I believe that temporarily low gas prices have been created by a group of people who are deeply steeped in the law of supply and demand and who fully comprehend the market implications of the time delays associated with any efforts to expand capacity in the nuclear industry.
Gas/oil industry decision makers are also fully aware that a “standard” 1000 MWe nuclear plant displaces approximately 200 million cubic feet of natural gas per day of operation. At today’s wholesale prices, that much gas costs roughly $1 million. A decent thumb rule is that every reactor-year of delay is worth at least $365 million to the gas industry. Adding a single reactor-year of delay would create a pretty fair bonus for the culprit if he or she can take credit.
Defending markets is a perfectly acceptable action in a free market economy. In the interests of defending my own career prospects and the career prospects of many friends and supporters, I would like to point out that “cheap natural gas” is not so cheap, not so clean and not so abundant. Putting any more of our economic eggs into that basket is an enormous risk.
The correlation between periods of rapidly increasing oil and gas prices and a subsequent economic recession is frighteningly consistent during the past 50 years. There are often some temporal delays and some obscuring information, but look at the period of 1974-1978, the period of 1980-1982, the period of 1990-1992 and the period of 2008-2011.
In that light, I am publishing the following open letter to journalists. I am rooting for Gasland to get its well-deserved Oscar for exposing some of the underbelly of the petroleum beast. Even though Josh Fox does not seem to be a nuclear energy fan yet, he is the enemy of my enemy, so he is a friend.
My hope is that Josh Fox and many of his fans will take a hard look at nuclear energy as a real alternative to natural gas, coal and oil. I want them to stop being infatuated with the combustion alternatives that the oil and gas companies are promoting with great vigor as a distraction tactic. (Please ask yourself – if the oil and gas companies are promoting it, is it really in my best interest as an energy consumer.) My “stretch goal” would be for a few members of NEI to contact Fox and invite him and his crew to visit their plants and the wonderful, thriving communities that host many of those plants. I have media contact information for Josh Fox if there are nuclear companies interested in making that dream come true.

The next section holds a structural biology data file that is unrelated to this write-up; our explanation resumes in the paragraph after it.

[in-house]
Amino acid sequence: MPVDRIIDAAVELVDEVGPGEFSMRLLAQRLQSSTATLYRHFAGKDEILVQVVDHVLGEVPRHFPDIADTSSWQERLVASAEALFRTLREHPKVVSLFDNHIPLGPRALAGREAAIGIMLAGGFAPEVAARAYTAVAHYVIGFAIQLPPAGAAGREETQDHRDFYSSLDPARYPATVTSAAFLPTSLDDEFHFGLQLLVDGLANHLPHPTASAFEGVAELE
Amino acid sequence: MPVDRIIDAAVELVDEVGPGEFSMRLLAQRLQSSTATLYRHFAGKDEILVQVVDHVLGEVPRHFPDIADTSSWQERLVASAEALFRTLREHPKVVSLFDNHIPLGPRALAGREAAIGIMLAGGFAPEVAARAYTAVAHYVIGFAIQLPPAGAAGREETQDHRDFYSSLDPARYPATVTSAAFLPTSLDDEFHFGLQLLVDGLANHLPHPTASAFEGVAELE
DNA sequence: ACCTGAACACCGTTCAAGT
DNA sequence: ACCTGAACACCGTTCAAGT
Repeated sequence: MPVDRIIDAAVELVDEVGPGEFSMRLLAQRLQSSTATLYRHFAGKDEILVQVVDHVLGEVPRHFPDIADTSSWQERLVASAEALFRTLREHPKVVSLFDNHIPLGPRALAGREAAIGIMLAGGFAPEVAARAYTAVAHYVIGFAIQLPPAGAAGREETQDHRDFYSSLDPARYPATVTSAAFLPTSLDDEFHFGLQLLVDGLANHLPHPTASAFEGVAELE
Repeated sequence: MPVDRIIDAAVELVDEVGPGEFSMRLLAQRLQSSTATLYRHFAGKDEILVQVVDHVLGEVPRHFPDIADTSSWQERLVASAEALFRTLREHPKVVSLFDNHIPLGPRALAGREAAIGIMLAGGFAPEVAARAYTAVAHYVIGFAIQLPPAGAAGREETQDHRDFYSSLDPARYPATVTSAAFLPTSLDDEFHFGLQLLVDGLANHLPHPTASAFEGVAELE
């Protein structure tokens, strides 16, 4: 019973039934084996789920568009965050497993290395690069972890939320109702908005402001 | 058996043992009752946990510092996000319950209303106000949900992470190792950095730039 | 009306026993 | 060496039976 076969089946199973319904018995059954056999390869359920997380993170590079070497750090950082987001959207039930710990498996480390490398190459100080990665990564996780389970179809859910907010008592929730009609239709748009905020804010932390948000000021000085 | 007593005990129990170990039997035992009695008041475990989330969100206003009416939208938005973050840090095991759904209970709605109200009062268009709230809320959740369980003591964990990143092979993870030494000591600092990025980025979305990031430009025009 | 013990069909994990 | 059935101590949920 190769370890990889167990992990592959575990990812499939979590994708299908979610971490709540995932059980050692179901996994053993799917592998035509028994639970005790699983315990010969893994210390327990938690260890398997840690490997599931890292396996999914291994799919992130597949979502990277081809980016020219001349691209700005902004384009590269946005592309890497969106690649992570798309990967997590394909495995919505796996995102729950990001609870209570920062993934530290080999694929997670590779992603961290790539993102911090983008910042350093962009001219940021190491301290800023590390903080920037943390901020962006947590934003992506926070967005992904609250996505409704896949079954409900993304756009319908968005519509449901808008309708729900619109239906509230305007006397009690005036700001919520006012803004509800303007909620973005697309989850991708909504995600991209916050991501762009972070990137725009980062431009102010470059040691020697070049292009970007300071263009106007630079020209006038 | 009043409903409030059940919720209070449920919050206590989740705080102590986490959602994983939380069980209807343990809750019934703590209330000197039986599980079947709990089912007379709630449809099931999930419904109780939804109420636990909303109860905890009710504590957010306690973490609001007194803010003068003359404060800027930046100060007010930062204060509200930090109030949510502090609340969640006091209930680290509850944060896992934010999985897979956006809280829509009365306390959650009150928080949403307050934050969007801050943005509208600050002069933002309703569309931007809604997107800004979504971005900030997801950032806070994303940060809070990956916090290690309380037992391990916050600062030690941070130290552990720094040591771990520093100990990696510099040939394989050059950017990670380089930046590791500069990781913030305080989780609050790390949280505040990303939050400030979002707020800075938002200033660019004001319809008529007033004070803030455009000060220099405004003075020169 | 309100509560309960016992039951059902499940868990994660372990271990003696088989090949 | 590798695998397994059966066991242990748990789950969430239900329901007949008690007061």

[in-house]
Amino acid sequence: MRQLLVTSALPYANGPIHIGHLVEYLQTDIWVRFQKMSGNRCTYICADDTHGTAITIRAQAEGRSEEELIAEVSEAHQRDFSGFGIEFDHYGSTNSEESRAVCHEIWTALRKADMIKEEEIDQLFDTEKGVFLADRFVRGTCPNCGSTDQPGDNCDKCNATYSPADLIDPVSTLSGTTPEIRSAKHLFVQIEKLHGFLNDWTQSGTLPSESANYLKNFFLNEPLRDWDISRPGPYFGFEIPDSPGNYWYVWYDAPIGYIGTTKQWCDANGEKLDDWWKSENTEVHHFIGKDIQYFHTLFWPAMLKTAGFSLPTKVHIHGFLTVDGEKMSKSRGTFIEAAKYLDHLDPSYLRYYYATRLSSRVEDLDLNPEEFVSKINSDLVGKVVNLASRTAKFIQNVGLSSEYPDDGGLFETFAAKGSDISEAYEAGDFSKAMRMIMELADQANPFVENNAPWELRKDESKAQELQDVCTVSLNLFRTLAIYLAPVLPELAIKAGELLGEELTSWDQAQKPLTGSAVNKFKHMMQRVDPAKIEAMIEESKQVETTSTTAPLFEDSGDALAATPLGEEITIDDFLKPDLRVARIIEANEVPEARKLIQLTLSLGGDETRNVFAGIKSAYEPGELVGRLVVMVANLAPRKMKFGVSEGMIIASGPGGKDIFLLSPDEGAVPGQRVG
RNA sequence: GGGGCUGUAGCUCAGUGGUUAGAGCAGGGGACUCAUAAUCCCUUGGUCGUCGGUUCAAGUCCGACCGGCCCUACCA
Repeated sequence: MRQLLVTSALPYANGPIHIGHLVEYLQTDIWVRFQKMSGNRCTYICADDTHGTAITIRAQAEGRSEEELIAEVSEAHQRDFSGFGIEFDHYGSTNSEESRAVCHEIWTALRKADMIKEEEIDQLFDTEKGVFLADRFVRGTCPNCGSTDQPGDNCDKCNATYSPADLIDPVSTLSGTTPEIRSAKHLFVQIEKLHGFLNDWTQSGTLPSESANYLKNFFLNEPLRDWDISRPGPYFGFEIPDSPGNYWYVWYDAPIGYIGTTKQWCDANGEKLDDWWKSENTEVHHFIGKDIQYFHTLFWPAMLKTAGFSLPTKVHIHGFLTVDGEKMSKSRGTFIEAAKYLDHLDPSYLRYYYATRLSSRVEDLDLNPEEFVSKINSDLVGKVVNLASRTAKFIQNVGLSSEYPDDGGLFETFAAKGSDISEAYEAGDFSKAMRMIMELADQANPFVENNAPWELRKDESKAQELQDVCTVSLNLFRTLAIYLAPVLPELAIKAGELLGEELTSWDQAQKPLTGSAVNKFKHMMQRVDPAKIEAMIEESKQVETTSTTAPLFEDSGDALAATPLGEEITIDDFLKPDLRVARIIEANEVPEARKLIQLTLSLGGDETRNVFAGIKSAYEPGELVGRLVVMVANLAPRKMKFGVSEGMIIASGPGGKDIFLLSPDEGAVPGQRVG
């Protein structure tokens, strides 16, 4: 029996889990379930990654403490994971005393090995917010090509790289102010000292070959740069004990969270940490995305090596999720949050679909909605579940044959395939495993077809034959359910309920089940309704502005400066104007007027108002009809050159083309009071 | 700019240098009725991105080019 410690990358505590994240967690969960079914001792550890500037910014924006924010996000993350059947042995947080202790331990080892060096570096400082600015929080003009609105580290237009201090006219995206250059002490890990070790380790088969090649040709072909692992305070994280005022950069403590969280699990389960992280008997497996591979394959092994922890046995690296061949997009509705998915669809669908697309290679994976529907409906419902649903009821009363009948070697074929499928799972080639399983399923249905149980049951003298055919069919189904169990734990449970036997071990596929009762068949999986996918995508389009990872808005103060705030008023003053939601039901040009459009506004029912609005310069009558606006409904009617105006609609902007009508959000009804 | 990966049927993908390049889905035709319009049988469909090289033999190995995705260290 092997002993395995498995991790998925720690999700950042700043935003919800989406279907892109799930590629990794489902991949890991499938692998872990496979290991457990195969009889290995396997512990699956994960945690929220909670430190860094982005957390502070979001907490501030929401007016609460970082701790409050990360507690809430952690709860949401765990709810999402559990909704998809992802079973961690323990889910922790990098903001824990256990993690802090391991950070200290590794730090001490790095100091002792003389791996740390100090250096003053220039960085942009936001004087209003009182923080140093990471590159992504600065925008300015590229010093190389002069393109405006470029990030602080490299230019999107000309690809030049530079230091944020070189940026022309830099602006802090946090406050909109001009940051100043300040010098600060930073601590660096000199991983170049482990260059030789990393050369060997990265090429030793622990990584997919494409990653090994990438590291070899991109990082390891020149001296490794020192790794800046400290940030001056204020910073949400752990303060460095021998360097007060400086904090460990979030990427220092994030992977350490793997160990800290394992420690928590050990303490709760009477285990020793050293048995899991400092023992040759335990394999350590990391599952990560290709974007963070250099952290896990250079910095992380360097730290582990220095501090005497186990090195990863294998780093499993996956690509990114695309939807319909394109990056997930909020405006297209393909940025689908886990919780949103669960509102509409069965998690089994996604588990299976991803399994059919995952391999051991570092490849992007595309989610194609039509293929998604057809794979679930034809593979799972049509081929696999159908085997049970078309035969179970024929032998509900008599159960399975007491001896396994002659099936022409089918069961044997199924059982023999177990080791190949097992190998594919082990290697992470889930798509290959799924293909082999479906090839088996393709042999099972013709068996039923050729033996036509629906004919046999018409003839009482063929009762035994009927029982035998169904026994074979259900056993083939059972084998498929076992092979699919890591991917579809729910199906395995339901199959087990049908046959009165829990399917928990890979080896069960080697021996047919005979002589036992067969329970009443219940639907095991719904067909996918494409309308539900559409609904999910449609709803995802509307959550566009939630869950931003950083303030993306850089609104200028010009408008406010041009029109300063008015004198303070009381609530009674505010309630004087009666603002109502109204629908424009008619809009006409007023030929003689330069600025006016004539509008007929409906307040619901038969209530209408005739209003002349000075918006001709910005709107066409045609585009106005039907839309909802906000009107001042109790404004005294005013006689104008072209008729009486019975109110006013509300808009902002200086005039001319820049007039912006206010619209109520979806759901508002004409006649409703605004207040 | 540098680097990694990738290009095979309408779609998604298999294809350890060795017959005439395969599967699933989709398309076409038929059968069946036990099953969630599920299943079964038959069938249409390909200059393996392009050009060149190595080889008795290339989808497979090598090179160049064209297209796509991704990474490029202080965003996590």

AN OPEN LETTER TO JOURNALISTS FROM
GASLAND DIRECTOR JOSH FOX
IN RESPONSE TO ATTACKS BY GAS INDUSTRY
GASLAND NOMINATED FOR ACADEMY AWARD 2011
February 7, 2011 — With the recent Oscar nomination of my documentary film GASLAND, Big Gas and their PR attack machine hit a new low in its blatant disregard for the truth.
In an unprecedented move, an oil and gas industry front group sent a letter to the Academy of Motion Picture Arts and Sciences saying that the film should be ineligible for best documentary feature.
We are honored and encouraged by the Academy’s nomination. It is terrific to be acknowledged as filmmakers by the film world’s most prestigious honor. But perhaps more than that, I believe that the nomination has provided hope, inspiration and affirmation for the thousands of families out there who are suffering because of the natural gas drilling. The Oscars are about dreams, and I know that for all of us living with the nightmare of gas drilling the nomination provides further proof that someone out there cares.
Now Big Gas wants to take that away, as they have shattered the American dream for so many.
GASLAND exposes the disaster being caused across the U.S. by the largest domestic natural gas drilling campaign history and how the contentious Halliburton-developed drilling technology called hydraulic fracturing, or fracking threatens the water supply of millions.
Fracking is a whole-scale industrialization process that pumps millions of gallons of toxic material directly into the ground. Thousands of documented contamination cases show the harmful chemicals used have been turning up in people’s water supplies in fracking areas all over the map.
We stand behind the testimonials, facts, science and investigative journalism in the film 100 percent. We have issued a point-by-point rebuttal of the group’s claims (“Affirming Gasland”), posted on our website: www.gaslandthemovie.com.